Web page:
Bishop’s Stortford grew up at a strategic ford on the River Stort. Here, Roman Stane Street crossed the water on its route east from its Ermine Street junction, near Puckeridge, to Colchester. The original ford was abandoned and the medieval town migrated about 600yds (549m) south to another ford, this time guarded by the Bishop of London’s great castle.
The Bishop’s castle
Waytemore Castle was built on the east bank of the river opposite the town, soon after the Norman Conquest of 1066. Traffic diverted south through the market had tolls collected before crossing the ford, or later, the medieval bridge. The crossing was in the lee of the castle, whose 40ft (12.2m) motte is crowned by the remains of a stone shell keep. Although the mound has never been properly excavated, an investigation in the 1990s revealed a large number of human bones and it is thought that these point to a hospital attached to the grounds.
The wealthy Bishop of London also once owned Wickham Hall, a building that was mentioned in the Domesday Book. By the 1500s it had been passed down to Gertrude Blount, whose husband was the Marquess of Exeter and a descendant of Edward IV. All was well until King Henry VIII accused the Marquess of being a Papist traitor and confiscated his estates in Devon. Home then became the Tower of London for a while during his imprisonment. The Marquess was later executed for treason and Wickham Hall was granted to one of the king’s commissioners who promptly sold it. The hall you see today was built largely in the 17th century and consists of two separate Tudor houses, joined together and some very large chimneystacks.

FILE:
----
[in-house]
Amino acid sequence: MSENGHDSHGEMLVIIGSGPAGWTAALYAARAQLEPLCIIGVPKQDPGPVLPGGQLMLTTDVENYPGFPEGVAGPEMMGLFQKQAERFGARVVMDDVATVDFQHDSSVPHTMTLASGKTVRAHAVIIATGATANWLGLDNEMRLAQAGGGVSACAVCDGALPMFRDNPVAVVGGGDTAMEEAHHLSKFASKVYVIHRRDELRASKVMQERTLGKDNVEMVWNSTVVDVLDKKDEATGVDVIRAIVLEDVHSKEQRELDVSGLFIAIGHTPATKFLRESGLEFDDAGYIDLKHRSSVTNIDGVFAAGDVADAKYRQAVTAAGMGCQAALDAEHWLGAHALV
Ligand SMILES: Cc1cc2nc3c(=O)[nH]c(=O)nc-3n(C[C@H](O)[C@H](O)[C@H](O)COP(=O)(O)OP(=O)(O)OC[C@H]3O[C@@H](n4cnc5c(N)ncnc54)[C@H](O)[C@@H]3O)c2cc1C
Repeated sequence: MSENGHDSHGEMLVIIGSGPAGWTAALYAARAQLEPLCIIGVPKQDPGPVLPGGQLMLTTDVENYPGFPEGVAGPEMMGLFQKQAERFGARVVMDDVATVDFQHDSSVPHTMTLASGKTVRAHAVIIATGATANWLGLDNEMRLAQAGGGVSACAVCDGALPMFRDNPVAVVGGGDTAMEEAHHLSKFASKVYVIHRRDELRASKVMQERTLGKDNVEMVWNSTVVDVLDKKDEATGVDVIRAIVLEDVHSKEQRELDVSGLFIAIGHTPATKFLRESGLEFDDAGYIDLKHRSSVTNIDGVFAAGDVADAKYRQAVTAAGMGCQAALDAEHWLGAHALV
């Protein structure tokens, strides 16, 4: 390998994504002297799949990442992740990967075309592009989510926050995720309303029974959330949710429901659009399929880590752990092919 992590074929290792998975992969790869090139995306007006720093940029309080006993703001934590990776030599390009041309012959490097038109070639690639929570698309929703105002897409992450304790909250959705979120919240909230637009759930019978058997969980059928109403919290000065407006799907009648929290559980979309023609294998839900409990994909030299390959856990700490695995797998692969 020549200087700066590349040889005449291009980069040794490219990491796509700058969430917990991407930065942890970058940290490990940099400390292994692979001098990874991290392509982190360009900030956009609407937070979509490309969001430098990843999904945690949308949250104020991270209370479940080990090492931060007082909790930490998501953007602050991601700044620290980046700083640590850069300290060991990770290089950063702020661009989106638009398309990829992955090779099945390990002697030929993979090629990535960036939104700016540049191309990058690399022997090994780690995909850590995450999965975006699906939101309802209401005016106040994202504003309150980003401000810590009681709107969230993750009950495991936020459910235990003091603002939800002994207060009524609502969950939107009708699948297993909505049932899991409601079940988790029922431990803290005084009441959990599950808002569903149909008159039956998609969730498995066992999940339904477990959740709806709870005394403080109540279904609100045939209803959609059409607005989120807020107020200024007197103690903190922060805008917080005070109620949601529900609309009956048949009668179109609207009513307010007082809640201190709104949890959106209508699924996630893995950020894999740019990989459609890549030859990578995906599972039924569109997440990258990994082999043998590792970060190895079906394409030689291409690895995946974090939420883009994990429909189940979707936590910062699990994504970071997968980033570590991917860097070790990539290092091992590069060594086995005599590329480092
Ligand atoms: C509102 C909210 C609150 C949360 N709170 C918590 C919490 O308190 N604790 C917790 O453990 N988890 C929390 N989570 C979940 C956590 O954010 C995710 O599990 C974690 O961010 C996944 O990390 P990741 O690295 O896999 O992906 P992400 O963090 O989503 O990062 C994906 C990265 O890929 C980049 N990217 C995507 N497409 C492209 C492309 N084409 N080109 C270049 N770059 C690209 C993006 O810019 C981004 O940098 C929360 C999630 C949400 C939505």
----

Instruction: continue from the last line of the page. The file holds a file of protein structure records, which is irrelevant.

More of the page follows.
Almost every monument inscription from the past 600 years found in Hertfordshire churchyards is on record thanks to William Blyth Gerish, an archaeologist and banker who lived in the town. It took him and his assistants six years to collate the information and the county became the first in the country to complete such a task. The manuscript comprising 70,000 entries would ensure that these inscriptions would remain a part of history long after they had worn away. Many of these inscriptions can be seen in St Michael’s churchyard. This remarkably complete, early 15th-century building has retained its north and south doors, chancel screen and choir stalls and has some interesting misericord carvings. The tower was heightened in brick and the lead spire was added in 1812.
From the car park walk along Old River Lane and turn right up Bridge Street, one of the best surviving streets in the town. Go straight on past the 1828 Corn Exchange into High Street to visit St Michael’s Church. Out of the church turn left into Windhill. At the roundabout go right into Bells Hill and shortly go left on to the Hertfordshire Way. This descends to the grounds of Bishop’s Stortford College, joining a tarmac path for a while. At a fork maintain your direction uphill to an avenue of horse chestnut trees.
At the crest turn right, still on the Hertfordshire Way, alongside a hedge. Once through a gate go left along Maze Green Road. Go left to another gate and turn right in front of it, now with playing fields on your left. The path continues through scrubby woodland, turning right along garden fences and round the corner. With houses soon on both sides, cross an estate road up Squire’s Close. The path continues across another estate road and, beyond the houses, crosses the A1184. Once over the road walk alongside a hedge, still on the Hertfordshire Way. Descend alongside woods and go through a hedge.